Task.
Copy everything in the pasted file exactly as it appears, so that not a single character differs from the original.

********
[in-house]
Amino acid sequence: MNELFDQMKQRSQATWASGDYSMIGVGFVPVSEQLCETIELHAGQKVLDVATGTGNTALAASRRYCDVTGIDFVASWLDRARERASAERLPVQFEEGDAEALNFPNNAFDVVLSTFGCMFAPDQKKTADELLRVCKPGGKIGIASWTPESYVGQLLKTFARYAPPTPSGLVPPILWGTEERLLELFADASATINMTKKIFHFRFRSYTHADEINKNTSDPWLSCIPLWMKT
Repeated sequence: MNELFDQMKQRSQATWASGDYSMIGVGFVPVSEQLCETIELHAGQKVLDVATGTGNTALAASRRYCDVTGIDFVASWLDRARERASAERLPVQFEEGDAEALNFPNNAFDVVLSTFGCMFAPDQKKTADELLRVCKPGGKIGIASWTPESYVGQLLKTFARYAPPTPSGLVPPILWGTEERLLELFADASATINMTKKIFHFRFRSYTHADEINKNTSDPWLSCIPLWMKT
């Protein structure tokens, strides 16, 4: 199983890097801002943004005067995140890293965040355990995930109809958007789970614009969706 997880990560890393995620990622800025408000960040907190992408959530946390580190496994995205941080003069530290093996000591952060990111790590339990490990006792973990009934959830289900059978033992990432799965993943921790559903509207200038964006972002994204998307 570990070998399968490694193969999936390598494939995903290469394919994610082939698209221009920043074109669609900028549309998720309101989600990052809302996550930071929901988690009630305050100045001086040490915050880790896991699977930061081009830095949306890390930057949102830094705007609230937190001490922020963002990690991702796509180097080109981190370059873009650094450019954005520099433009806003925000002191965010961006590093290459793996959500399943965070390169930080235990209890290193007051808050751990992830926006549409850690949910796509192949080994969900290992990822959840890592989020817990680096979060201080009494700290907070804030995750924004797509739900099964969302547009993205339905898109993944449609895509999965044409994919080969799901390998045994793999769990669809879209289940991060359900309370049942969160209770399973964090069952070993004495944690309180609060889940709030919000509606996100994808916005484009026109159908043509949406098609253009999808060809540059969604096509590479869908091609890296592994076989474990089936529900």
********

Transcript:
[in-house]
Amino acid sequence: MNELFDQMKQRSQATWASGDYSMIGVGFVPVSEQLCETIELHAGQKVLDVATGTGNTALAASRRYCDVTGIDFVASWLDRARERASAERLPVQFEEGDAEALNFPNNAFDVVLSTFGCMFAPDQKKTADELLRVCKPGGKIGIASWTPESYVGQLLKTFARYAPPTPSGLVPPILWGTEERLLELFADASATINMTKKIFHFRFRSYTHADEINKNTSDPWLSCIPLWMKT
Repeated sequence: MNELFDQMKQRSQATWASGDYSMIGVGFVPVSEQLCETIELHAGQKVLDVATGTGNTALAASRRYCDVTGIDFVASWLDRARERASAERLPVQFEEGDAEALNFPNNAFDVVLSTFGCMFAPDQKKTADELLRVCKPGGKIGIASWTPESYVGQLLKTFARYAPPTPSGLVPPILWGTEERLLELFADASATINMTKKIFHFRFRSYTHADEINKNTSDPWLSCIPLWMKT
């Protein structure tokens, strides 16, 4: 199983890097801002943004005067995140890293965040355990995930109809958007789970614009969706 997880990560890393995620990622800025408000960040907190992408959530946390580190496994995205941080003069530290093996000591952060990111790590339990490990006792973990009934959830289900059978033992990432799965993943921790559903509207200038964006972002994204998307 570990070998399968490694193969999936390598494939995903290469394919994610082939698209221009920043074109669609900028549309998720309101989600990052809302996550930071929901988690009630305050100045001086040490915050880790896991699977930061081009830095949306890390930057949102830094705007609230937190001490922020963002990690991702796509180097080109981190370059873009650094450019954005520099433009806003925000002191965010961006590093290459793996959500399943965070390169930080235990209890290193007051808050751990992830926006549409850690949910796509192949080994969900290992990822959840890592989020817990680096979060201080009494700290907070804030995750924004797509739900099964969302547009993205339905898109993944449609895509999965044409994919080969799901390998045994793999769990669809879209289940991060359900309370049942969160209770399973964090069952070993004495944690309180609060889940709030919000509606996100994808916005484009026109159908043509949406098609253009999808060809540059969604096509590479869908091609890296592994076989474990089936529900």